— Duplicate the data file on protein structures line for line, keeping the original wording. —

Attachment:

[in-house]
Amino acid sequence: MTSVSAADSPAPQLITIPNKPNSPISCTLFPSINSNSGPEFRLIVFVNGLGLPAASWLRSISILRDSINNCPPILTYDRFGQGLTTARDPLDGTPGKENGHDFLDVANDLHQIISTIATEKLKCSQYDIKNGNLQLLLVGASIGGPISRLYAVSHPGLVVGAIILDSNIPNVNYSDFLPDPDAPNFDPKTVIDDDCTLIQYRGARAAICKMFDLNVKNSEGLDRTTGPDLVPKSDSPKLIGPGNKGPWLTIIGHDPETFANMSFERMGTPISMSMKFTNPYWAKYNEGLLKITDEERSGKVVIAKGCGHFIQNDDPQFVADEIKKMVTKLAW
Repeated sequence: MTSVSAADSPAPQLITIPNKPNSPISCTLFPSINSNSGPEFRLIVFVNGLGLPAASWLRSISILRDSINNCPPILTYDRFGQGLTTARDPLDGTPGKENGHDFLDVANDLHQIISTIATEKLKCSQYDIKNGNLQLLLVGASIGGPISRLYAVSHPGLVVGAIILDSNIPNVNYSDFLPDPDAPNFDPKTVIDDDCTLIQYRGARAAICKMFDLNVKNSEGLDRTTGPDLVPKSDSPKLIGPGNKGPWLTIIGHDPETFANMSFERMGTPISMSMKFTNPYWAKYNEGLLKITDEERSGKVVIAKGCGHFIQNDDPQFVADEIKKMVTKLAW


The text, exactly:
[in-house]
Amino acid sequence: MTSVSAADSPAPQLITIPNKPNSPISCTLFPSINSNSGPEFRLIVFVNGLGLPAASWLRSISILRDSINNCPPILTYDRFGQGLTTARDPLDGTPGKENGHDFLDVANDLHQIISTIATEKLKCSQYDIKNGNLQLLLVGASIGGPISRLYAVSHPGLVVGAIILDSNIPNVNYSDFLPDPDAPNFDPKTVIDDDCTLIQYRGARAAICKMFDLNVKNSEGLDRTTGPDLVPKSDSPKLIGPGNKGPWLTIIGHDPETFANMSFERMGTPISMSMKFTNPYWAKYNEGLLKITDEERSGKVVIAKGCGHFIQNDDPQFVADEIKKMVTKLAW
Repeated sequence: MTSVSAADSPAPQLITIPNKPNSPISCTLFPSINSNSGPEFRLIVFVNGLGLPAASWLRSISILRDSINNCPPILTYDRFGQGLTTARDPLDGTPGKENGHDFLDVANDLHQIISTIATEKLKCSQYDIKNGNLQLLLVGASIGGPISRLYAVSHPGLVVGAIILDSNIPNVNYSDFLPDPDAPNFDPKTVIDDDCTLIQYRGARAAICKMFDLNVKNSEGLDRTTGPDLVPKSDSPKLIGPGNKGPWLTIIGHDPETFANMSFERMGTPISMSMKFTNPYWAKYNEGLLKITDEERSGKVVIAKGCGHFIQNDDPQFVADEIKKMVTKLAW